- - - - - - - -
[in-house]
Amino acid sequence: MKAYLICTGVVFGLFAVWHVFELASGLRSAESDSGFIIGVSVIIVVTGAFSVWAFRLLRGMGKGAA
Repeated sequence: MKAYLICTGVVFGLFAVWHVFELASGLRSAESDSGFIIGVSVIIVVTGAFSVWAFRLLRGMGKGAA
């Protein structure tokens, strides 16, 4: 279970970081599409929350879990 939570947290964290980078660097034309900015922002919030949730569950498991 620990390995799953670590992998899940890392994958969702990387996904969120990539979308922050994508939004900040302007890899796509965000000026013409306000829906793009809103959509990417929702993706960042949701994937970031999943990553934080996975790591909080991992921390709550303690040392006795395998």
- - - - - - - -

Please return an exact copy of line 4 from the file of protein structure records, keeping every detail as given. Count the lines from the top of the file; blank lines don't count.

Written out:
């Protein structure tokens, strides 16, 4: 279970970081599409929350879990 939570947290964290980078660097034309900015922002919030949730569950498991 620990390995799953670590992998899940890392994958969702990387996904969120990539979308922050994508939004900040302007890899796509965000000026013409306000829906793009809103959509990417929702993706960042949701994937970031999943990553934080996975790591909080991992921390709550303690040392006795395998």